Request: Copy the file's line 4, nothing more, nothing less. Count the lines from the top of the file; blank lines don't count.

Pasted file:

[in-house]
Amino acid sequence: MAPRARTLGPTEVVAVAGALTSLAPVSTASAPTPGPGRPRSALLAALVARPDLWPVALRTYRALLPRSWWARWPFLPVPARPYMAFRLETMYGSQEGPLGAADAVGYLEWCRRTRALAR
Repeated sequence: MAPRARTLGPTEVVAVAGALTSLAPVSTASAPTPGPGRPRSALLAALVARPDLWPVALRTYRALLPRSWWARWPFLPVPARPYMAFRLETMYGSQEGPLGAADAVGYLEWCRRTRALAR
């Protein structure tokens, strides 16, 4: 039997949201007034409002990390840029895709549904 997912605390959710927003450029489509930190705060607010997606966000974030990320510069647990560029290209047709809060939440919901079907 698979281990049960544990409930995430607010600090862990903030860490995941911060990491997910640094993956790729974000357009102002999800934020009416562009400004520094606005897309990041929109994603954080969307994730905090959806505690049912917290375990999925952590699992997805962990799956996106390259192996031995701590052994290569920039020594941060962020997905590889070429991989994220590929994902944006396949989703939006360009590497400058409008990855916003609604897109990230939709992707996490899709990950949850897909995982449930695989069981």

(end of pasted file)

């Protein structure tokens, strides 16, 4: 039997949201007034409002990390840029895709549904 997912605390959710927003450029489509930190705060607010997606966000974030990320510069647990560029290209047709809060939440919901079907 698979281990049960544990409930995430607010600090862990903030860490995941911060990491997910640094993956790729974000357009102002999800934020009416562009400004520094606005897309990041929109994603954080969307994730905090959806505690049912917290375990999925952590699992997805962990799956996106390259192996031995701590052994290569920039020594941060962020997905590889070429991989994220590929994902944006396949989703939006360009590497400058409008990855916003609604897109990230939709992707996490899709990950949850897909995982449930695989069981």